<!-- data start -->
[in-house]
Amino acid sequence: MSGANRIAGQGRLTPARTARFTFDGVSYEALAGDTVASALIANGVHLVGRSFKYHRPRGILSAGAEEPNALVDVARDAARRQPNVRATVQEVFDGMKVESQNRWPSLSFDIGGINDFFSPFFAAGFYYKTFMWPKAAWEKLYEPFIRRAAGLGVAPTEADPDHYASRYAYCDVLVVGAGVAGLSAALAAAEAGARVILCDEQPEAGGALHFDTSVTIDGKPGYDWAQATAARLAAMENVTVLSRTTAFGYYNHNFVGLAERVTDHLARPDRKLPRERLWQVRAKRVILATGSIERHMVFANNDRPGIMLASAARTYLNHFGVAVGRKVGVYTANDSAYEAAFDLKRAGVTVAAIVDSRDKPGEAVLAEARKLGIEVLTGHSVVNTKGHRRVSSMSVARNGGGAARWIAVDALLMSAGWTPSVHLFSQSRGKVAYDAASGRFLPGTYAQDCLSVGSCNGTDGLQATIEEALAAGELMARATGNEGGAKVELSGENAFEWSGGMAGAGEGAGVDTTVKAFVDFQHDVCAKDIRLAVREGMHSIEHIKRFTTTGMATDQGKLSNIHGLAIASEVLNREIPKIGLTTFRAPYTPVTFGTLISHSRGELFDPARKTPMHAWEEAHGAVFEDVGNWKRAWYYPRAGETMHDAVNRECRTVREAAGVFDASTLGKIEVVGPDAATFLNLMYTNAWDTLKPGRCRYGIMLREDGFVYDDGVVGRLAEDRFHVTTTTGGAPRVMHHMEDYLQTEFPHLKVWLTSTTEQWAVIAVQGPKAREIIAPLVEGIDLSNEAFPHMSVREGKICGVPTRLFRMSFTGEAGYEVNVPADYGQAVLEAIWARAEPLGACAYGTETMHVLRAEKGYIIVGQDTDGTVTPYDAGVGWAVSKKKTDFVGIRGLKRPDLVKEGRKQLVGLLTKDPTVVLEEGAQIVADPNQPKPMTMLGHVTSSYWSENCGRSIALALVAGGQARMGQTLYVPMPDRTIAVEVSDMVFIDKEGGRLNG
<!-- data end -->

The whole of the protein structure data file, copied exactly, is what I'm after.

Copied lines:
[in-house]
Amino acid sequence: MSGANRIAGQGRLTPARTARFTFDGVSYEALAGDTVASALIANGVHLVGRSFKYHRPRGILSAGAEEPNALVDVARDAARRQPNVRATVQEVFDGMKVESQNRWPSLSFDIGGINDFFSPFFAAGFYYKTFMWPKAAWEKLYEPFIRRAAGLGVAPTEADPDHYASRYAYCDVLVVGAGVAGLSAALAAAEAGARVILCDEQPEAGGALHFDTSVTIDGKPGYDWAQATAARLAAMENVTVLSRTTAFGYYNHNFVGLAERVTDHLARPDRKLPRERLWQVRAKRVILATGSIERHMVFANNDRPGIMLASAARTYLNHFGVAVGRKVGVYTANDSAYEAAFDLKRAGVTVAAIVDSRDKPGEAVLAEARKLGIEVLTGHSVVNTKGHRRVSSMSVARNGGGAARWIAVDALLMSAGWTPSVHLFSQSRGKVAYDAASGRFLPGTYAQDCLSVGSCNGTDGLQATIEEALAAGELMARATGNEGGAKVELSGENAFEWSGGMAGAGEGAGVDTTVKAFVDFQHDVCAKDIRLAVREGMHSIEHIKRFTTTGMATDQGKLSNIHGLAIASEVLNREIPKIGLTTFRAPYTPVTFGTLISHSRGELFDPARKTPMHAWEEAHGAVFEDVGNWKRAWYYPRAGETMHDAVNRECRTVREAAGVFDASTLGKIEVVGPDAATFLNLMYTNAWDTLKPGRCRYGIMLREDGFVYDDGVVGRLAEDRFHVTTTTGGAPRVMHHMEDYLQTEFPHLKVWLTSTTEQWAVIAVQGPKAREIIAPLVEGIDLSNEAFPHMSVREGKICGVPTRLFRMSFTGEAGYEVNVPADYGQAVLEAIWARAEPLGACAYGTETMHVLRAEKGYIIVGQDTDGTVTPYDAGVGWAVSKKKTDFVGIRGLKRPDLVKEGRKQLVGLLTKDPTVVLEEGAQIVADPNQPKPMTMLGHVTSSYWSENCGRSIALALVAGGQARMGQTLYVPMPDRTIAVEVSDMVFIDKEGGRLNG